Other Names: Black-bill Spoonbill
Scientific Name: Platalea regia
Conservation Status: Least Concern
Body Length: 75–80 cm
Weight: 77–78 g
Incubation: 25 days
Number of eggs: 2–4
Distribution: Mainland Australia except dry and arid areas, Indonesia, Papua New Guinea and New Zealand.
Habitat: Salt and freshwater wetlands
Description: The Royal Spoonbill gets its name from its unusual straight bill with a spoon-shaped end. They have white feathers with black bills and legs.
Diet: Royal Spoonbills are carnivores. Their diet consists mainly of fish, but they also eat insects and crustaceans once they have crushed them with the end of their bill.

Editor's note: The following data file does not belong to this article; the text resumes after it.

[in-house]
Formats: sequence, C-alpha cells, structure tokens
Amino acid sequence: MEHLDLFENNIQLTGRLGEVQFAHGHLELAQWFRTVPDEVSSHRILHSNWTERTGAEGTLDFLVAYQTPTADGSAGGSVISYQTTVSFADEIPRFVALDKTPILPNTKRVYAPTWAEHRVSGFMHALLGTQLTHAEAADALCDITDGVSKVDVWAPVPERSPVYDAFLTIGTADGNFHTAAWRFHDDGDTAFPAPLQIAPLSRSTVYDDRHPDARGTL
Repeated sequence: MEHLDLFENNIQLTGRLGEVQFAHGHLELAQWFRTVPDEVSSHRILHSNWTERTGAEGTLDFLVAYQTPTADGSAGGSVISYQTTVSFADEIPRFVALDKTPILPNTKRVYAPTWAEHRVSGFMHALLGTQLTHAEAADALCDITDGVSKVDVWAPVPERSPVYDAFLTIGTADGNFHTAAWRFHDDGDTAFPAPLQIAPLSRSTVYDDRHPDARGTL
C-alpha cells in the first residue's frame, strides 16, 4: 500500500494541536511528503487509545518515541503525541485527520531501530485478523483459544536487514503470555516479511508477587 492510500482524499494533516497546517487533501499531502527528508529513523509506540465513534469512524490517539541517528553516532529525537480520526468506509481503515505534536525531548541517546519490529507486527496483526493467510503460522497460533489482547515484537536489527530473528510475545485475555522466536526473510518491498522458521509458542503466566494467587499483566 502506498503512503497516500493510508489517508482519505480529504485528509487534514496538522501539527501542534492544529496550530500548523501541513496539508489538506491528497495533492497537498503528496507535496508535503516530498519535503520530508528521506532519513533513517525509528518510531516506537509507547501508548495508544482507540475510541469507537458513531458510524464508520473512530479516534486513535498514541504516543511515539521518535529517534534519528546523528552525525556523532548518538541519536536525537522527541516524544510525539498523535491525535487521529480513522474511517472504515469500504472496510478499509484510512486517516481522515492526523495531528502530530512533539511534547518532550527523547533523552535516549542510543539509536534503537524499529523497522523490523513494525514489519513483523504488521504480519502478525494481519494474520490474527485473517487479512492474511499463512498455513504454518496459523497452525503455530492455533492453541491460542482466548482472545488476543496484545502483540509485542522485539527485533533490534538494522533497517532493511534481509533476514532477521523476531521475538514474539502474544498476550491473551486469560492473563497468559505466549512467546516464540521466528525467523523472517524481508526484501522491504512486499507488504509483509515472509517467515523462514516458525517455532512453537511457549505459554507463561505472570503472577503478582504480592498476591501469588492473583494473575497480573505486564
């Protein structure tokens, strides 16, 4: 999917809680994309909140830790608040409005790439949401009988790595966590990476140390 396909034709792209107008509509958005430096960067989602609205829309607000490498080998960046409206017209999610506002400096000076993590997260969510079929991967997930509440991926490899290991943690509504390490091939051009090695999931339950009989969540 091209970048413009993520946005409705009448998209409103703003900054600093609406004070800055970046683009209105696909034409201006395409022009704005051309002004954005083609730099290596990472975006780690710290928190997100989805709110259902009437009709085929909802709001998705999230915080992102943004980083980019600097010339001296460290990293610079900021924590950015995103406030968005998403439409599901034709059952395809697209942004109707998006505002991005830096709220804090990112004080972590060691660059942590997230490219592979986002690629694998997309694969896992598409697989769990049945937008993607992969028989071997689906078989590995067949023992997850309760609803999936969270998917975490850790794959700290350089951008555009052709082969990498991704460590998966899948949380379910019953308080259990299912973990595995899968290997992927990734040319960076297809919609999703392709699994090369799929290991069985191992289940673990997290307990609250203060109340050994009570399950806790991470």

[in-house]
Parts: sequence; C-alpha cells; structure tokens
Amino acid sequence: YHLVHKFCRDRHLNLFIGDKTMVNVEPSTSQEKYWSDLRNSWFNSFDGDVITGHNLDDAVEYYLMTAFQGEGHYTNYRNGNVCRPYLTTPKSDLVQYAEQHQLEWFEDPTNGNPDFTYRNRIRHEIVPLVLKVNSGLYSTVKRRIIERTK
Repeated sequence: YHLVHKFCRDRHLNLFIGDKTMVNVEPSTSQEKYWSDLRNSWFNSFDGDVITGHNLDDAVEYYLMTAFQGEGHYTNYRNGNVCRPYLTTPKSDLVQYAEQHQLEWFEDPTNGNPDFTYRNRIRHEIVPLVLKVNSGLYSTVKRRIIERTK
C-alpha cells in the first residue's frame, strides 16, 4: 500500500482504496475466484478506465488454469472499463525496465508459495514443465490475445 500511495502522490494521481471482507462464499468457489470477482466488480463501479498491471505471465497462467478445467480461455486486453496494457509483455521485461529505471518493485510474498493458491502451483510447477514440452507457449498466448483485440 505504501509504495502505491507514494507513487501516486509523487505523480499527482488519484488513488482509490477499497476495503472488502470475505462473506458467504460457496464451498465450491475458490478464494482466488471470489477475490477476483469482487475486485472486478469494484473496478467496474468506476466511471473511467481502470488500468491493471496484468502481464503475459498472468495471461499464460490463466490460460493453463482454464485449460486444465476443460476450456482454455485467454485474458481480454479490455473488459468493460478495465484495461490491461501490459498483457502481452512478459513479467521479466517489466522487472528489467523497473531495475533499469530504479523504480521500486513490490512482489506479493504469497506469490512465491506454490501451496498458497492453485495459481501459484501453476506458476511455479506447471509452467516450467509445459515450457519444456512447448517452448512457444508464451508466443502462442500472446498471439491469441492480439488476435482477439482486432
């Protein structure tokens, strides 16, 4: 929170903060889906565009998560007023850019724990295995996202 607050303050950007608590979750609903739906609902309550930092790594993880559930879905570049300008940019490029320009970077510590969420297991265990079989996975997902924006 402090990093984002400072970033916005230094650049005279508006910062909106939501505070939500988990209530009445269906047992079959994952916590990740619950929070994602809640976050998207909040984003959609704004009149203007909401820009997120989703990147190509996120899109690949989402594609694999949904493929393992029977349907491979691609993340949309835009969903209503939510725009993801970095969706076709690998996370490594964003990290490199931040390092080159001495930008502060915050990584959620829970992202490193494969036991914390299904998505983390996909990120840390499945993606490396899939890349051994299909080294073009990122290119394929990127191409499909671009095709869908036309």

In the wild: The Royal Spoonbill uses its oddly shaped bill to capture its prey in the water. By swimming along and swaying the bill from side to side under the surface the bird is able to grasp its food. They then eat whatever they catch by throwing their head back, sliding the food down their throat and swallowing.
Threats: Destruction of habitat through land-clearing, increased salinity and flooding are all threats to the Royal Spoonbill. However, artificial wetlands have been beneficial in some areas. They are listed as a vulnerable species in Victoria.
At Perth Zoo: The Royal Spoonbill can be found in the Australian Wetlands exhibit.
Did You Know? When they are breeding, the Royal Spoonbill, both male and female, grows white plumes along the nape of the neck about 15 cm long.